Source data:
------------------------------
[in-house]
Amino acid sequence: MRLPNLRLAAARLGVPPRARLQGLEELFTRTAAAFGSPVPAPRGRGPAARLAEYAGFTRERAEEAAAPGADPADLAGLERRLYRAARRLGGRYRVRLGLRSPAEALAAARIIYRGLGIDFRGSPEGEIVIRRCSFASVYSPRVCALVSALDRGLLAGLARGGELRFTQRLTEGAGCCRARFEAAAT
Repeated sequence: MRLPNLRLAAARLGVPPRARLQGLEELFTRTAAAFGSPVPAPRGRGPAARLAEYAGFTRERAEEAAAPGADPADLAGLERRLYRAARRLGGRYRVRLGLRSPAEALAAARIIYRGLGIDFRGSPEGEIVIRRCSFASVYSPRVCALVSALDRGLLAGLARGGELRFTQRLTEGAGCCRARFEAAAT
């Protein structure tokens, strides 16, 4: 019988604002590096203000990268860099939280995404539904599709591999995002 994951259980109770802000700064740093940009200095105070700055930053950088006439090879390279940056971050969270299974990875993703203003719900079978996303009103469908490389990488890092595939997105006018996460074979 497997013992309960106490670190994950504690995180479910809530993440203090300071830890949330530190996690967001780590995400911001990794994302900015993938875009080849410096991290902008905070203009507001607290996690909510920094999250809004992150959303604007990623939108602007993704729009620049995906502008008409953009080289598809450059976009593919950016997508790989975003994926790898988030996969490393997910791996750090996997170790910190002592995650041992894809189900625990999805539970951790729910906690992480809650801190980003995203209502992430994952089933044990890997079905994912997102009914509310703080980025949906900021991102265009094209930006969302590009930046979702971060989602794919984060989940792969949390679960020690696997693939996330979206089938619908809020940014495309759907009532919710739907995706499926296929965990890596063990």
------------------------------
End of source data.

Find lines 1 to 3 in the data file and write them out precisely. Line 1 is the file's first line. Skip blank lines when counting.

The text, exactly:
[in-house]
Amino acid sequence: MRLPNLRLAAARLGVPPRARLQGLEELFTRTAAAFGSPVPAPRGRGPAARLAEYAGFTRERAEEAAAPGADPADLAGLERRLYRAARRLGGRYRVRLGLRSPAEALAAARIIYRGLGIDFRGSPEGEIVIRRCSFASVYSPRVCALVSALDRGLLAGLARGGELRFTQRLTEGAGCCRARFEAAAT
Repeated sequence: MRLPNLRLAAARLGVPPRARLQGLEELFTRTAAAFGSPVPAPRGRGPAARLAEYAGFTRERAEEAAAPGADPADLAGLERRLYRAARRLGGRYRVRLGLRSPAEALAAARIIYRGLGIDFRGSPEGEIVIRRCSFASVYSPRVCALVSALDRGLLAGLARGGELRFTQRLTEGAGCCRARFEAAAT